You would expect the co-founder of a startup that improves on traditional slide presentations to hate tools like PowerPoint. But that’s not the case with Mayuresh Patole, the CEO of Chronicle. He says he loved PowerPoint and before becoming a founder, spent 10 years building presentations, including stints teaching university students how to make engaging ones, and then at his first job at a consultant at BCG. But he found that creating good presentations took hours of work and was especially difficult for people without a visual design background.
Sydney- and San Francisco-based Chronicle was born as a result. Co-founded with Tejas Gawande, the startup’s goal is to make building attention-grabbing presentations as easy as dragging and dropping interactive, pre-designed blocks. The experience is meant to be as simple as arranging widgets on an iPhone, and the founders say decks can be created in just eight minutes.
As expected, Patole and Gawande used Chronicle to build their pitch deck for fundraising. The two-year-old startup announced today it has raised $7.5 million in seed funding from Accel and Square Peg, along with angel investors from Apple, Google, Meta, Slack, Stripe, Superhuman, OnDeck and Adobe.
Chronicle was created to solve two main problems. The first is that creating slides is time consuming because many presentation tools expect users to be visual designers, and most are not. The second is that the results are usually unappealing and static. Patole and Gawande cite research that shows people stop paying attention to presentations after 10 minutes, unless there’s something else that captures their attention, like videos, props, demos or being asked questions.
Chronicle’s typical users are people who have already stopped using traditional slide tools and moved on to Notion or Figjam. But Patole and Gawande say those tools weren’t created for effective storytelling.
Patole told TechCrunch that the way people consume information has changed a lot over the last decade. “The behavior is dominated by these fleeting sort of experiences, bite-sized consumption formats that people are more used to. Most users read complex information on social media. So slides essentially were an outdated formation.”
But it’s challenging to create presentations for people with short attention spans and “extremely, extremely easy to end up with bad ones,” he added. Patole enjoyed using PowerPoint because he has an interest in visual design, but many people tasked with creating presentations don’t.
“The reality is, PowerPoint essentially forces you to be a designer. You start with a blank canvas, drawing shapes and text to end up with your output. But that’s now how everyone works,” he said, adding “What people actually need is not those raw material choices of design, like fonts and colors and space.”
Patole and Gawande walked me through how Chronicle works. The main way it differentiates from other presentation tools is pre-designed blocks, which users can drag-and-drop. The blocks are interactive—for example, users can add a photo, animation or link to pack more information into one. Users can also paste links of all the different information they want to show and Chronicle will automatically package that information into an attractive format. Chronicle is integrated with more than 100 apps, including Twitter, Notion, Slack and Figma, which makes it easier to add info from them into blocks.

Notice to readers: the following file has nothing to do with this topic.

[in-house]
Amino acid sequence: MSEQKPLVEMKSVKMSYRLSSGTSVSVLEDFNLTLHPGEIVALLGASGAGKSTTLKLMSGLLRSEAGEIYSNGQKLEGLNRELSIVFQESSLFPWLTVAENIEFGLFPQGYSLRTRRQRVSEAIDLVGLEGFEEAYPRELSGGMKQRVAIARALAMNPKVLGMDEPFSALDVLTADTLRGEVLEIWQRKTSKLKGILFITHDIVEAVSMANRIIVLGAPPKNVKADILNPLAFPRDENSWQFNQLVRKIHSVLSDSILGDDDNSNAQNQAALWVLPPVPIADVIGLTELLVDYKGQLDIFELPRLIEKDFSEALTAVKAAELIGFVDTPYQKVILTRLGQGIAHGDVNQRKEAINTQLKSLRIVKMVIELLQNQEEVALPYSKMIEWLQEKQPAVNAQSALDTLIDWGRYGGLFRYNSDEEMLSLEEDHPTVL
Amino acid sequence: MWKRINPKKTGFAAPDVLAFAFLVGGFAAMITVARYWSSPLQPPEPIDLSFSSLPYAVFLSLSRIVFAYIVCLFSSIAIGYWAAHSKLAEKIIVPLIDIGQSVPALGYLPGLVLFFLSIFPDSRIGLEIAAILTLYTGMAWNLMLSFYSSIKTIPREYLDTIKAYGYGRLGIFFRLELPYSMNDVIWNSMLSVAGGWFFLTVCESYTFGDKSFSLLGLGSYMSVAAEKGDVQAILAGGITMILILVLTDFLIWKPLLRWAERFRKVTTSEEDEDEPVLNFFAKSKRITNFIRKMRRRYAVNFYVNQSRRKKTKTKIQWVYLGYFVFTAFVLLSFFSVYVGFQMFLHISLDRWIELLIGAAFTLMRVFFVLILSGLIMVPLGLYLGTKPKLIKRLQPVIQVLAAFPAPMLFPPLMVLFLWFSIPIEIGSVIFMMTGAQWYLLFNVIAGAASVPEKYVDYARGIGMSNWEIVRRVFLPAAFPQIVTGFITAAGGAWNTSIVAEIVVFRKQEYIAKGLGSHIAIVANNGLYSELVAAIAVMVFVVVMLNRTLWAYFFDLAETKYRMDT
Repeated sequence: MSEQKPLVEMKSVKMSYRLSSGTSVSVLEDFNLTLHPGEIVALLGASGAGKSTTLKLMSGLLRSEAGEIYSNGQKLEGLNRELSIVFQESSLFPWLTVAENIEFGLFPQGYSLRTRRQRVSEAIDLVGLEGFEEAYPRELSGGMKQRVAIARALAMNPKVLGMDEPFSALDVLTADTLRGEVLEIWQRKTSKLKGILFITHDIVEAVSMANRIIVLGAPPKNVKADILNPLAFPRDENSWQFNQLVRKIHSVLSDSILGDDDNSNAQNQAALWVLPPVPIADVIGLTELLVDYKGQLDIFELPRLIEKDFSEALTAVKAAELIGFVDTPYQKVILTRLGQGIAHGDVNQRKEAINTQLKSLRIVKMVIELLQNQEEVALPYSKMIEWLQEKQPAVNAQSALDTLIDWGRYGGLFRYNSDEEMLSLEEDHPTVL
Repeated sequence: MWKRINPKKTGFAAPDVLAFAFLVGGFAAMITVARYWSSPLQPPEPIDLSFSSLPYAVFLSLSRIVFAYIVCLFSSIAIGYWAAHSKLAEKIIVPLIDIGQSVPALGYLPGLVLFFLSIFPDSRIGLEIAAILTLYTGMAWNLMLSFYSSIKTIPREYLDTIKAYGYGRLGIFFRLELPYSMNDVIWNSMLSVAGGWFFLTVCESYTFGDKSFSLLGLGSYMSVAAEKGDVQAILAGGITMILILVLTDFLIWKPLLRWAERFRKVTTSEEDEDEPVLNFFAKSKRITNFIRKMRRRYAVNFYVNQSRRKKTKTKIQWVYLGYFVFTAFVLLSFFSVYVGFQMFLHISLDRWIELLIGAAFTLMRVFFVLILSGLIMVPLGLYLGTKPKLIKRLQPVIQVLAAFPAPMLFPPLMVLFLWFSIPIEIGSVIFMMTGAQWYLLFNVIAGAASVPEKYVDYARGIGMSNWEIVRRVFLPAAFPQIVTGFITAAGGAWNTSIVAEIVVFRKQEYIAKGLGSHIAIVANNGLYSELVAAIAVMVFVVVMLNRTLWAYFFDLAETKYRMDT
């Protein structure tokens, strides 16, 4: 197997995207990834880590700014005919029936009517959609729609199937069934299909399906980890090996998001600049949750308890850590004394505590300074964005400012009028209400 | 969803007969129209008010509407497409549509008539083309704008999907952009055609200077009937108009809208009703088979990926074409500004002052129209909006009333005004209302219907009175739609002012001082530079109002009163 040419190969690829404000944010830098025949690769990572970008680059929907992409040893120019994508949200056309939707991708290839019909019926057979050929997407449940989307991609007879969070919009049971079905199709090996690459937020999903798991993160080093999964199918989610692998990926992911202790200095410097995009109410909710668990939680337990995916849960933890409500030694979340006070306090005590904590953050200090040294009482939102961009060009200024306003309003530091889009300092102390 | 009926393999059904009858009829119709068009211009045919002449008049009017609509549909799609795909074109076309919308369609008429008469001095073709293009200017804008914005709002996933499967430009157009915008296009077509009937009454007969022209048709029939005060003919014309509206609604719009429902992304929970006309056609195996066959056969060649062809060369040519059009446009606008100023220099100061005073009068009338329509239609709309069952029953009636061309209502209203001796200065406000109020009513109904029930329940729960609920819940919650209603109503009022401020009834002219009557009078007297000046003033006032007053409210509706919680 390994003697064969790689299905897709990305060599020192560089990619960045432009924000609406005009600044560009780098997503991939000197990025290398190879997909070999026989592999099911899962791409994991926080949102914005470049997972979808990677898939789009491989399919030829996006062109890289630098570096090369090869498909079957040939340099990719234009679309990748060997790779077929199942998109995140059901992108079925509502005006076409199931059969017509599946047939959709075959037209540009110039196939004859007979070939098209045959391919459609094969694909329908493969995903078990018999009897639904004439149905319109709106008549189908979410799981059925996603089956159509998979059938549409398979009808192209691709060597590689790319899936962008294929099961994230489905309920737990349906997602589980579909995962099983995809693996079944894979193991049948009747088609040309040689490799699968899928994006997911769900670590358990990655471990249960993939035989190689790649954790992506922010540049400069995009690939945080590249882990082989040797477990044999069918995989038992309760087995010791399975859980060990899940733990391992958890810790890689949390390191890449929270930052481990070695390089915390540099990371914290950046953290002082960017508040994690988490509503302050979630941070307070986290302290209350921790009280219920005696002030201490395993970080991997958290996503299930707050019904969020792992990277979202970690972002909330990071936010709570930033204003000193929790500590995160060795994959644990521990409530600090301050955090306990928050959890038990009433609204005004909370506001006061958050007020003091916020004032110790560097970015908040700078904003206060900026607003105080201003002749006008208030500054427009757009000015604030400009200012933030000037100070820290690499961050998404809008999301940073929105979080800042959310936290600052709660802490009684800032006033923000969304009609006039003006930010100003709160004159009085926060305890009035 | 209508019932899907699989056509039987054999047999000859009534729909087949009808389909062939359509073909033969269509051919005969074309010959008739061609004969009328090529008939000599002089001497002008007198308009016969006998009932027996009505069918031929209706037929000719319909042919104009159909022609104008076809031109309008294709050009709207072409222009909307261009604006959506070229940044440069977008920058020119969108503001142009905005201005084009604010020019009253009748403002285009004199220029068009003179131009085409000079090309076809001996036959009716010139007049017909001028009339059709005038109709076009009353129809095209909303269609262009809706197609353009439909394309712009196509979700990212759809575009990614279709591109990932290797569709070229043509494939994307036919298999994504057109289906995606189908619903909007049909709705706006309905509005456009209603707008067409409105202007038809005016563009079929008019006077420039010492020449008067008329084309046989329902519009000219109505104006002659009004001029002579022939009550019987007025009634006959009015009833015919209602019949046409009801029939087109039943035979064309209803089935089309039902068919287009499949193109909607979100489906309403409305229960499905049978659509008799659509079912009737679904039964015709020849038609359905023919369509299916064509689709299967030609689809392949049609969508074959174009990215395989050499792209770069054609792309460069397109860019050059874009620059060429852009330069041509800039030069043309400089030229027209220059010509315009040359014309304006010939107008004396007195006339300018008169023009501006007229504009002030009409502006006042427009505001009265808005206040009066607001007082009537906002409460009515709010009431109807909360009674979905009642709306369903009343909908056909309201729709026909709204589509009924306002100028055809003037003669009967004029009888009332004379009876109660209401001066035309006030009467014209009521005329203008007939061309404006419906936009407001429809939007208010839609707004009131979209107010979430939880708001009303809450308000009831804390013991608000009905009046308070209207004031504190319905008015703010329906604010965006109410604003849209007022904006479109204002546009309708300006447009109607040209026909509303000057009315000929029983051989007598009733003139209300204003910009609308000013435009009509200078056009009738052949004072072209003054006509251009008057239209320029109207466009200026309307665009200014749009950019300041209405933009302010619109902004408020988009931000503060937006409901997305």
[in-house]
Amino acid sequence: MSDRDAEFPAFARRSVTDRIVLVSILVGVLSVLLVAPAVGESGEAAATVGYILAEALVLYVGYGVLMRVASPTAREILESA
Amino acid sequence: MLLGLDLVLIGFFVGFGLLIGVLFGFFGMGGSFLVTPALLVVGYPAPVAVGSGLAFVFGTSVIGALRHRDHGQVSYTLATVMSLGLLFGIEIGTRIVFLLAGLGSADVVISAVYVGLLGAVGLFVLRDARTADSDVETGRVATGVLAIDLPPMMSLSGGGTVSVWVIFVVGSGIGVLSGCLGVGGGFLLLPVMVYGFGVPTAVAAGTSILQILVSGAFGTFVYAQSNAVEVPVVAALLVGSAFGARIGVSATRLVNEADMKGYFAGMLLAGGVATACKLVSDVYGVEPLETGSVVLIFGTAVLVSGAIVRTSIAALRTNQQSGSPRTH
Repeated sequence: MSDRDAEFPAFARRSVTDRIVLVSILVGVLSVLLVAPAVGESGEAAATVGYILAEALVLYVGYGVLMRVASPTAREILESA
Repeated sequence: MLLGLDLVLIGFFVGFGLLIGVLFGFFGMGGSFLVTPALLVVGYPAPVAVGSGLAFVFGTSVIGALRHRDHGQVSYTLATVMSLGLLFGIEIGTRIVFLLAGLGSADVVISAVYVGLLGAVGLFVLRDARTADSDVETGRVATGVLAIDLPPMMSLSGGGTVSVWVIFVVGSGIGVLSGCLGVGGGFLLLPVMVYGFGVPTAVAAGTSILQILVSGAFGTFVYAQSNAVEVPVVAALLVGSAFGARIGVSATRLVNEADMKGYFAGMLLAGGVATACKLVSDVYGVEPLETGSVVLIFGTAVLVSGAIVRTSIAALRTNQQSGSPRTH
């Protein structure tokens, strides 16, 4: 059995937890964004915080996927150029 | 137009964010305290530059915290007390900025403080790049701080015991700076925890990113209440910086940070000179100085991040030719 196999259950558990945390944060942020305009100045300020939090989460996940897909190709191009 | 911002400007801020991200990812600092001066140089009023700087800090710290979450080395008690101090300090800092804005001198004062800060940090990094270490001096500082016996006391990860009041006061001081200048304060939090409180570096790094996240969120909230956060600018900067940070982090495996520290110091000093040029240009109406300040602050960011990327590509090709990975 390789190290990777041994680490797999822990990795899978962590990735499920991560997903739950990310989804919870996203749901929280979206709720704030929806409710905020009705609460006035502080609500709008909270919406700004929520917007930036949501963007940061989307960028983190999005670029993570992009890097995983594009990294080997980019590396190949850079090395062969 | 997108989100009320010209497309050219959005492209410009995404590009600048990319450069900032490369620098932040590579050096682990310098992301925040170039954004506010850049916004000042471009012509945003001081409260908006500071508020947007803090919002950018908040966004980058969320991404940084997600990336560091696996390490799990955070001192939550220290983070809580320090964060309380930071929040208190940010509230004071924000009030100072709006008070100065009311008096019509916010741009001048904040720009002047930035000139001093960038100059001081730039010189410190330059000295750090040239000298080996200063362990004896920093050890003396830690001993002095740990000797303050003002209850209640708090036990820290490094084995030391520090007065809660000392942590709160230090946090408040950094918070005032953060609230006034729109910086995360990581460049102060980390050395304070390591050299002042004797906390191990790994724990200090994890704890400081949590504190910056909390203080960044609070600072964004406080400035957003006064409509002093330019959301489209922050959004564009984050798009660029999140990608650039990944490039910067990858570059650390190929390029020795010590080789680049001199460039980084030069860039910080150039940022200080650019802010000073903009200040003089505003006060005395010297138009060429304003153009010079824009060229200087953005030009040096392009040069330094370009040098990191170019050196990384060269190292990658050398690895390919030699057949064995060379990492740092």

“I think the mission we are on is to really design the right format for today’s consumption,” Patole said. “If we start from a blank slate and really ask ourselves what’s the best format for users today in the context of remote work and the fact that workplaces have Gen Z and millennials. The answer is a format that is a lot more bite-sized, reduces consumption times and is interactive.”
Chronicle is currently in closed beta, working with about 200 pilot users on a first version focused on founders’ pitch decks. It plans to expand to other use cases soon, like sales decks, product sharebacks, investor and board updates, organization documentation, business strategy and reports and all hands.
Chronicle’s founders sort its competitors into four categories. The first are traditional slide tools, like Google Slides, PowerPoint and KeyNote. The second are design tools like Canva and Pitch. The third is productivity tools like Notion, Figjam and Miro that weren’t created for storytelling, but are used because of their convenience. Finally, Chronicle is also up against newer presentation tools like Prezi, Tome and Gamma.
The founders say Chronicle’s key differentiation is its creation process, since its pre-built, drag-and-drop blocks mean users no longer have to spend a lot of time formatting shapes and texts. It’s also designed for storytelling, with a “bite sized” and mobile-first format that allows for remote and asynchronous collaboration.
Chronicle is still pre-revenue, but it will monetize through a subscription-based model. Tiers include free plans for individual users who want to test out the software, a team plan for $10 to $20 a month that will include collaboration and sharing and a tailored enterprise plan with features like customized branding and company specific blocks.
In a prepared statement about the funding, Square Peg founder Paul Basset said, “It is rare to find a founder who has such a special connection with the problem. Mayuresh is absolutely obsessed and uniquely skilled to craft a new storytelling medium. When he showed us what he means by a ‘new format’ it was immediately clear that the opportunity is huge and they are thinking about this very differently.”